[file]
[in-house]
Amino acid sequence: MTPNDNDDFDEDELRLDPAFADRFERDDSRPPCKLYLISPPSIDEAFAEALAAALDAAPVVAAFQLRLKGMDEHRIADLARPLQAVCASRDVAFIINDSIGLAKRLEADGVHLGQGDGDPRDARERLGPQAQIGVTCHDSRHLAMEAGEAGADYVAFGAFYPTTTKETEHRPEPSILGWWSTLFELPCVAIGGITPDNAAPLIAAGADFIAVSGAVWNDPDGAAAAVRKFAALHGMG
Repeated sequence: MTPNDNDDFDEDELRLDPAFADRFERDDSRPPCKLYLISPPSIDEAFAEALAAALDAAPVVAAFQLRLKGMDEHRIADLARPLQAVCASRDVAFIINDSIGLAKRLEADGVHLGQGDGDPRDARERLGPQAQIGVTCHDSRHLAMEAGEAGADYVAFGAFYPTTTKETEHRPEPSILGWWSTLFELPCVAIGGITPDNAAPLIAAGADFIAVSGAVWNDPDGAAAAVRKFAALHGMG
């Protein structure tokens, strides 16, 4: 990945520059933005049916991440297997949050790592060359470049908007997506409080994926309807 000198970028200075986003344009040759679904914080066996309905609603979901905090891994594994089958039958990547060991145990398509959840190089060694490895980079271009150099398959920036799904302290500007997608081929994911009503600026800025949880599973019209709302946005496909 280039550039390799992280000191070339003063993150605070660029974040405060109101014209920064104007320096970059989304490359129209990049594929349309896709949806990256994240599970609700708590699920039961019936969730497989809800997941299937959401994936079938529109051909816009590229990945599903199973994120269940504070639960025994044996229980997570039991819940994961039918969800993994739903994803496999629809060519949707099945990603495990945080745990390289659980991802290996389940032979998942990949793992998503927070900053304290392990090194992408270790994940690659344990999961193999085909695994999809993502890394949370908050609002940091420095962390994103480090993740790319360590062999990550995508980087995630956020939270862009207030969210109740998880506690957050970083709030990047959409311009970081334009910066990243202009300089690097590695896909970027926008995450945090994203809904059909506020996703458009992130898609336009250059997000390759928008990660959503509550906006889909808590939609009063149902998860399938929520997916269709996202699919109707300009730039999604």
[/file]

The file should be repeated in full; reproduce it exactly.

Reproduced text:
[in-house]
Amino acid sequence: MTPNDNDDFDEDELRLDPAFADRFERDDSRPPCKLYLISPPSIDEAFAEALAAALDAAPVVAAFQLRLKGMDEHRIADLARPLQAVCASRDVAFIINDSIGLAKRLEADGVHLGQGDGDPRDARERLGPQAQIGVTCHDSRHLAMEAGEAGADYVAFGAFYPTTTKETEHRPEPSILGWWSTLFELPCVAIGGITPDNAAPLIAAGADFIAVSGAVWNDPDGAAAAVRKFAALHGMG
Repeated sequence: MTPNDNDDFDEDELRLDPAFADRFERDDSRPPCKLYLISPPSIDEAFAEALAAALDAAPVVAAFQLRLKGMDEHRIADLARPLQAVCASRDVAFIINDSIGLAKRLEADGVHLGQGDGDPRDARERLGPQAQIGVTCHDSRHLAMEAGEAGADYVAFGAFYPTTTKETEHRPEPSILGWWSTLFELPCVAIGGITPDNAAPLIAAGADFIAVSGAVWNDPDGAAAAVRKFAALHGMG
């Protein structure tokens, strides 16, 4: 990945520059933005049916991440297997949050790592060359470049908007997506409080994926309807 000198970028200075986003344009040759679904914080066996309905609603979901905090891994594994089958039958990547060991145990398509959840190089060694490895980079271009150099398959920036799904302290500007997608081929994911009503600026800025949880599973019209709302946005496909 280039550039390799992280000191070339003063993150605070660029974040405060109101014209920064104007320096970059989304490359129209990049594929349309896709949806990256994240599970609700708590699920039961019936969730497989809800997941299937959401994936079938529109051909816009590229990945599903199973994120269940504070639960025994044996229980997570039991819940994961039918969800993994739903994803496999629809060519949707099945990603495990945080745990390289659980991802290996389940032979998942990949793992998503927070900053304290392990090194992408270790994940690659344990999961193999085909695994999809993502890394949370908050609002940091420095962390994103480090993740790319360590062999990550995508980087995630956020939270862009207030969210109740998880506690957050970083709030990047959409311009970081334009910066990243202009300089690097590695896909970027926008995450945090994203809904059909506020996703458009992130898609336009250059997000390759928008990660959503509550906006889909808590939609009063149902998860399938929520997916269709996202699919109707300009730039999604």